Before springing into action, pause to reconsider the foundational questions of: “Why? For who? What now?”
In practice, this could look like a “moment of silence” on your platforms where rather than posting where your company is donating to, there are no posts, no advertising, and no engagement. It also means that not every response has to be fully fleshed out with resources and action steps; instead, it can opt to vulnerably and compassionately acknowledge the pain that exists while committing to actively listen to those directly impacted.
Ultimately, it should never be “business as usual.” People watch and respond to what companies do. You have a responsibility as a brand to engage and take a stand (in fact, employees feel more engaged when their employer does – check out this recent study from Gartner). It’s a challenging and critical responsibility but one that has the power to imbue healing while shifting the status quo. Let that be your fuel!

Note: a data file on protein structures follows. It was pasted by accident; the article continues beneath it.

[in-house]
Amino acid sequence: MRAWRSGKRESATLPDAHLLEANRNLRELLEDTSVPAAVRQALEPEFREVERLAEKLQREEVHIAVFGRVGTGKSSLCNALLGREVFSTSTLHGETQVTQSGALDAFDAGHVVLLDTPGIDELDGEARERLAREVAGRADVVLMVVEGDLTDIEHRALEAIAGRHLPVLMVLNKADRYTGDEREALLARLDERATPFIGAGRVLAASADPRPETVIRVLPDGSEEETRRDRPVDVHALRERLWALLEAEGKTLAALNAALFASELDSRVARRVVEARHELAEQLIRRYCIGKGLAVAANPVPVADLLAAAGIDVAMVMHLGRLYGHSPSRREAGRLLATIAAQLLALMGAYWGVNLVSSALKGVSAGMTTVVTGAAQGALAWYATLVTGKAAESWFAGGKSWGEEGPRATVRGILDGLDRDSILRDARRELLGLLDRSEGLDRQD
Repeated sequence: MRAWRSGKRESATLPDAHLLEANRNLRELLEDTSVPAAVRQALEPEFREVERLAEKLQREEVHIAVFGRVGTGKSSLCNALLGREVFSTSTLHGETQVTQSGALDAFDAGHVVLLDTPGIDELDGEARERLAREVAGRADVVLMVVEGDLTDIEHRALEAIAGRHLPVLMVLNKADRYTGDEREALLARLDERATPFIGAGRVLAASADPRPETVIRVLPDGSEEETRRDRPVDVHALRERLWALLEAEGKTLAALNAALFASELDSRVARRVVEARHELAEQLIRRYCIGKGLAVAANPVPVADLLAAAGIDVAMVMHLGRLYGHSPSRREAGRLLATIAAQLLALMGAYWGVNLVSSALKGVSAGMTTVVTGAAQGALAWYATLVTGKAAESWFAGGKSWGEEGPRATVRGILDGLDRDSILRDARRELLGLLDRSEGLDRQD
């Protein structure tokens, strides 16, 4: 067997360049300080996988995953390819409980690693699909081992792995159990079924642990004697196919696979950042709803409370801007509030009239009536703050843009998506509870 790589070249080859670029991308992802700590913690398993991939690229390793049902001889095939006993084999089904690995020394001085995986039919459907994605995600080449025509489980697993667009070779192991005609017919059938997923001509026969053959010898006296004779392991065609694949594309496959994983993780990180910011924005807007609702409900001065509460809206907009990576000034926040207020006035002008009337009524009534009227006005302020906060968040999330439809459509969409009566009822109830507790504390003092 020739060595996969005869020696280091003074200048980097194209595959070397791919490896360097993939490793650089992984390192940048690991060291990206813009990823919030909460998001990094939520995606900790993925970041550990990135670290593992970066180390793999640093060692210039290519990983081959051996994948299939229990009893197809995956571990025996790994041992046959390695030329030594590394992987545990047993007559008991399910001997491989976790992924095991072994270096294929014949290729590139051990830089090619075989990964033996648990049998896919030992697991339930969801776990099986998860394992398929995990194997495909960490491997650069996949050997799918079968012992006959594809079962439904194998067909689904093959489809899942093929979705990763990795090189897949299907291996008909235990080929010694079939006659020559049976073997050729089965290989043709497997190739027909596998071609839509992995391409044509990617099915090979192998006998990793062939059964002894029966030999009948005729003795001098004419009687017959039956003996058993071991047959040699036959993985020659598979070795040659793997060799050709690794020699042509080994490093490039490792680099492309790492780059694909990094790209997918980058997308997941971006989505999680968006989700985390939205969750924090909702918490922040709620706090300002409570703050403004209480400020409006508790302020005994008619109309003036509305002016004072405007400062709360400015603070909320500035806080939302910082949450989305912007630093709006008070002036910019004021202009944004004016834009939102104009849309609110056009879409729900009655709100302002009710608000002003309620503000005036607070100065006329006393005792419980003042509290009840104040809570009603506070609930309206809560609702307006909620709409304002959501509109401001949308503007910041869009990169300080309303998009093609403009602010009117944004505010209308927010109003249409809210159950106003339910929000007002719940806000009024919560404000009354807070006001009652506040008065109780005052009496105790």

If you or your organization is looking for a partner to support your DEI efforts or guide you in this framework, let’s chat: firstname.lastname@example.org.
About the Courage Collective
The Courage Collective is a consultancy that takes a strategic, holistic, and human-centered approach to Diversity, Equity and Inclusion (DEI) in the workplace. Our approach prioritizes courage, empathy and intentional action to create meaningful and lasting impact across the entire employee journey. More information on The Courage Collective’s approach and services is available at thecouragecollective.co.